Medications are not the only way to get someone to stop smoking. In fact, these treatments are not recommended for the majority of people who are still smoking.
There are two main reasons for this. The first is that smoking cigarettes is an addictive behavior. The second is that the brainstem is where the nicotine is stored. The brainstem is the part of the brain that controls the body’s breathing, heart rate and blood pressure.
This means that if you stop smoking and smoke, the effects of your nicotine withdrawal will be more severe and last longer than with a drug.
Other treatments for smoking cessation
If you don’t want to quit smoking with medication, there are other ways to help you quit.
Cognitive behavioral therapy (CBT) is a type of psychotherapy that teaches you how to think about your thoughts and feelings so you can change them.
It helps you:
- Recognize your smoking addiction
- Find out how to avoid cravings and triggers
- Learn how to manage stress and improve your mood
CBT can be done in a therapist’s office or at home.
There are also nicotine replacement products and medications that can help you stop smoking. You can discuss these options with your healthcare provider.
What are the risks of smoking cessation?
Smoking increases your risk of developing health problems, including:
- Lung cancer
- Heart disease
- Lung infections
- Heart attack
- Sleep apnea
- Cancer of the mouth, throat, esophagus, and bladder
Smoking also increases your risk of developing respiratory infections, such as pneumonia and bronchitis.
Smoking also has a negative effect on your health and your life expectancy.
People who continue to smoke increase their risk of:
- Death from lung disease, heart disease, stroke, or chronic obstructive pulmonary disease (COPD)
- Death from cancer
Smoking also increases your risk of other health problems, including:
- Lower respiratory infections
- Heart attacks
Smoking cessation is not a quick fix, and you will need to do it over a period of time. You may need to try different methods before you find what works for you.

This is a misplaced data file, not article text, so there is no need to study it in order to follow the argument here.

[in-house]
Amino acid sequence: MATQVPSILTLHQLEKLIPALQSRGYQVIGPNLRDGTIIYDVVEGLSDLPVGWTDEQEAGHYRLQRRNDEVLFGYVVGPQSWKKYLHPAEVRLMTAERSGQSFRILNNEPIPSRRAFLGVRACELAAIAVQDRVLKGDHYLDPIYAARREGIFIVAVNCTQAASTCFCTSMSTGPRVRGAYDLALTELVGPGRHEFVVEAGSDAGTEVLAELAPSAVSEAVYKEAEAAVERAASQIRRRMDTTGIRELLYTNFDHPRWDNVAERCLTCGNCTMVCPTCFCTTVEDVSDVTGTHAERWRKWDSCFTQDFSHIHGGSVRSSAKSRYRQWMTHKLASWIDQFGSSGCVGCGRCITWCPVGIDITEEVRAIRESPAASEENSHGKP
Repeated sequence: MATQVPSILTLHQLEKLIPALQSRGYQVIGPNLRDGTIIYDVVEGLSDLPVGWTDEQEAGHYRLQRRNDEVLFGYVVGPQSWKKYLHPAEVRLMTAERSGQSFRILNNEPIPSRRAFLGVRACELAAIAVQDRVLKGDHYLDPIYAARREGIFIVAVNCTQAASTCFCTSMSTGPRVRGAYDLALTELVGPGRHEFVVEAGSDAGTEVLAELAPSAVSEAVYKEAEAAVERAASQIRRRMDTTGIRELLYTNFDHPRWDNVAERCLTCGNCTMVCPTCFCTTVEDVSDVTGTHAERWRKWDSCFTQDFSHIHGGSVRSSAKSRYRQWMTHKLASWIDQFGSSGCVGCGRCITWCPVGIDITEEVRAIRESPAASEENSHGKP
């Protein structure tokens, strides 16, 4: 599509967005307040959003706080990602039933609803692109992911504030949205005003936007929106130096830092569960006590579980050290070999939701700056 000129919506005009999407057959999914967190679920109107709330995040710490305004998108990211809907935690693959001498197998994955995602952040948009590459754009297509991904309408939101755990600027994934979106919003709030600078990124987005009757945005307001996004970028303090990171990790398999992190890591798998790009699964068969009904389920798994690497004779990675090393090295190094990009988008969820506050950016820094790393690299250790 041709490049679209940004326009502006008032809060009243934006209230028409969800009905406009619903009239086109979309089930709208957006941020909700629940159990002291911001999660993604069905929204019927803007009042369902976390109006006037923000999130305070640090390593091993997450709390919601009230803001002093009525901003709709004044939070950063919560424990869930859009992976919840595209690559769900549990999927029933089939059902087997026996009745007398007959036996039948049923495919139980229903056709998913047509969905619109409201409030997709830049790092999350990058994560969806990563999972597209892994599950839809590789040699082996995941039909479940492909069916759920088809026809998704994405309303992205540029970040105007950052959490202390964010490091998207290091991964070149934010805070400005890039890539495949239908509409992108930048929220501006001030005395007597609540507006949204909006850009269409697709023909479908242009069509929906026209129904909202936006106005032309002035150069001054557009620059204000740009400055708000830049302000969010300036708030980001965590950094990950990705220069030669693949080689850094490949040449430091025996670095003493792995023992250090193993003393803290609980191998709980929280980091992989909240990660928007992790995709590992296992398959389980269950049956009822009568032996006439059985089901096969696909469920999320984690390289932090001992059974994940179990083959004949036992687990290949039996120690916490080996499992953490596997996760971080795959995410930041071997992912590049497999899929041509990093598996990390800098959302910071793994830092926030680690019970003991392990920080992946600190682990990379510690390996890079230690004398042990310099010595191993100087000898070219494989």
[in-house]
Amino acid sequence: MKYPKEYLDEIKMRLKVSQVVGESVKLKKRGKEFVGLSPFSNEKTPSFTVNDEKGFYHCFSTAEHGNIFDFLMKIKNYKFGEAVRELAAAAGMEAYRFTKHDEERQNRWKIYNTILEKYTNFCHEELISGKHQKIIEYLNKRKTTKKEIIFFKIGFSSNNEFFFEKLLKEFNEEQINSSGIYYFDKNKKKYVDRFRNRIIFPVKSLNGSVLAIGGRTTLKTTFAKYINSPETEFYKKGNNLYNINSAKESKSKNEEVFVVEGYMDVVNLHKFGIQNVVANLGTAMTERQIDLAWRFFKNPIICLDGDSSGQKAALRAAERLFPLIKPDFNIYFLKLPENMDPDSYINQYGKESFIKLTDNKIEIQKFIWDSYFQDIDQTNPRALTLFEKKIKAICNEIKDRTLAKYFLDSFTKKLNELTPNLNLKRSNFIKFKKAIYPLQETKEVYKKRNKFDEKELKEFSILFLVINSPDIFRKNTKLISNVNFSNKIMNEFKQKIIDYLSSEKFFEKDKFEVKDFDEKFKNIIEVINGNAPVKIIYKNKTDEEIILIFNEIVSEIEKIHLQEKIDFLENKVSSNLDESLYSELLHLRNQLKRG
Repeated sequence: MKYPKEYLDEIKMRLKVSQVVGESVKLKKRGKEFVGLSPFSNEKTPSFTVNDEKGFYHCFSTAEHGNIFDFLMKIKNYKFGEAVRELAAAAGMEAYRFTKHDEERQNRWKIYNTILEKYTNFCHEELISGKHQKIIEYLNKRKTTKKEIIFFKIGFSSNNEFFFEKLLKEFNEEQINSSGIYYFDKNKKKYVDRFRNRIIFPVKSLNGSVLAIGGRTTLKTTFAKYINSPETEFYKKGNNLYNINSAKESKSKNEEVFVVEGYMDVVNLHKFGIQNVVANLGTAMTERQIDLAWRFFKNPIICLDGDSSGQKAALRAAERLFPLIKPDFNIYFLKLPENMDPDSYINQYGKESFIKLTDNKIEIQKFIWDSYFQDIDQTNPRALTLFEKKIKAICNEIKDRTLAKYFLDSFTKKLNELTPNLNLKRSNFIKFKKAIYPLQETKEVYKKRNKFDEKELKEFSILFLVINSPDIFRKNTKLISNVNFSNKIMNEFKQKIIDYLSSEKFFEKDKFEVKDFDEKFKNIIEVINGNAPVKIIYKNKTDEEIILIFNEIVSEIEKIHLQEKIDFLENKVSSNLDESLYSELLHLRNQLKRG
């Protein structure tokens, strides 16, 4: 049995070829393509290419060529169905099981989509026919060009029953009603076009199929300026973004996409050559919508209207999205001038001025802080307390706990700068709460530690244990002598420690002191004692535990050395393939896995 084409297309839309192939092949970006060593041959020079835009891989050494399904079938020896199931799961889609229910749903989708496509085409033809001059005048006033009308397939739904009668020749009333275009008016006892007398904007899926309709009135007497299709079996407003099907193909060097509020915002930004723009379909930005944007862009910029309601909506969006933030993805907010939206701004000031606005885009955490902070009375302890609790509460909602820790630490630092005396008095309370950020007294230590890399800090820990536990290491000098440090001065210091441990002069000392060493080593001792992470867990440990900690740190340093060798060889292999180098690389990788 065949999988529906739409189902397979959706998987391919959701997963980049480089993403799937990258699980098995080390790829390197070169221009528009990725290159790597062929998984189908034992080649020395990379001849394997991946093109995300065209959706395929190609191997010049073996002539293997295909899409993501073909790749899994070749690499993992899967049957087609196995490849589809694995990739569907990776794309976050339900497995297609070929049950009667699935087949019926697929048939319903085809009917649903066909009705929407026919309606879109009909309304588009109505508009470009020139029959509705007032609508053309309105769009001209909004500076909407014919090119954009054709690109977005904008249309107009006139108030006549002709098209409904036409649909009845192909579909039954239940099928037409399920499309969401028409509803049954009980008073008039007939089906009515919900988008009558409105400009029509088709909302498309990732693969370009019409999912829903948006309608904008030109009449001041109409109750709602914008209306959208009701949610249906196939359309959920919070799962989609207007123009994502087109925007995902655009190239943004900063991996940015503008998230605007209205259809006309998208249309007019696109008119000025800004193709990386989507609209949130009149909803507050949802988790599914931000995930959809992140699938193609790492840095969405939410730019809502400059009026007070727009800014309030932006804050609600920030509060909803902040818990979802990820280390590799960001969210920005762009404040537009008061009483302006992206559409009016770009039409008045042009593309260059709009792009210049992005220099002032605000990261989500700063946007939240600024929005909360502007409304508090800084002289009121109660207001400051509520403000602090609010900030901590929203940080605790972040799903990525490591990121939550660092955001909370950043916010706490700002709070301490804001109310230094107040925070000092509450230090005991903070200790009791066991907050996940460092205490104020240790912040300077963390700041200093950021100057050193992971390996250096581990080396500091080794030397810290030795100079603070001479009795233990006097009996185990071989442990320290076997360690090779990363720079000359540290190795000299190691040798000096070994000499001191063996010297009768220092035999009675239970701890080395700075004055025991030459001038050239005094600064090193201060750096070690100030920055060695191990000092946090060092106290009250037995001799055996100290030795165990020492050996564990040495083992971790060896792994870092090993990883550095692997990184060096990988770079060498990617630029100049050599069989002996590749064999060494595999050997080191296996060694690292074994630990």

A lot of people who quit smoking relapse. Relapse is when you begin smoking again. It’s important to take care of yourself to stay smoke-free.
Here are five signs that you may be having a relapse.
1. Nicotine cravings
You may notice you can’t wait to smoke after you’ve quit. You may think you need a cigarette to feel better.
If you are having a nicotine cravings, try to avoid these triggers:
- When you’re anxious or angry
- When you’re stressed
- When you’re bored
- When you have a lot of free time
- When you’re trying to fall asleep
- When you’re trying to get something done
- When you’re on a diet
2. Increased anxiety and depression
When you’re smoke-free, you may worry? Are you unable to sleep because of the anxiety and depression?
If you’re experiencing these symptoms, check in with your healthcare provider or a mental health professional.
3. Food cravings
After you quit smoking, you may crave certain foods, such as:
- Ice cream
Food cravings can be a sign that you may be eating too much. Talk to your healthcare provider about your cravings.
4. Need for a cigarette
After you’ve quit smoking, you may need a cigarette to help you cope with stress or to feel better. If you still need a cigarette, you may need to use it to relieve some of the symptoms of depression or anxiety.
5. Changes in your breathing
After you quit smoking, you may notice that you need to use your lungs more. You might be:
- Getting out of breath when you walk
- Getting out of breath when you’re exercising
- Breathing faster when you’re talking
If you’re having trouble getting enough air, talk to your healthcare provider.
Talk to your healthcare provider about your smoking cessation options
If you’re ready to quit smoking, you may be eligible to get help from a smoking cessation provider. These professionals may help you quit smoking for good.
These smoking cessation providers include:
- A physician who specializes in helping people quit smoking
- A nurse practitioner
- A physician assistant
- A mental health counselor
- A pharmacologic counselor
You can get help from these healthcare providers if you:
- Want to quit smoking for good
- Are ready to make a decision about quitting
- Want to quit but aren’t sure where to start
You can also ask your healthcare provider to refer you to a smoking cessation program or a support group.
Where to get help?
You can find a smoking cessation program near you. Here are some ways to start:
- Call your family doctor’s office. Most doctors’ offices have smoking cessation programs.
- Ask your pharmacist about a list of programs.
- Ask your friends and family for recommendations.
- Contact your local community health center.
If you don’t know who to call, ask your primary care doctor or pharmacist. They may be able to refer you to a smoking cessation program.
Most hospitals also offer free or low-cost smoking cessation programs.
If you’re interested in finding a smoking cessation program, find one near you.
If you have questions, talk to your healthcare provider. You can also ask your healthcare provider for help finding a smoking cessation program.
If you’re interested in quitting smoking, but you’re not sure how to do it, download the free Smokefree.gov app or call 1800QUIT-NOW.
The American Lung Association can also help you quit smoking.
The bottom line
Smoking is a health risk. It increases your risk of lung cancer, heart disease, stroke, and other health problems.
Quitting smoking is a good thing. It’s the best way to slow the progression of these health problems and maintain a healthy lifestyle.
Images by Freepik
Generated by AI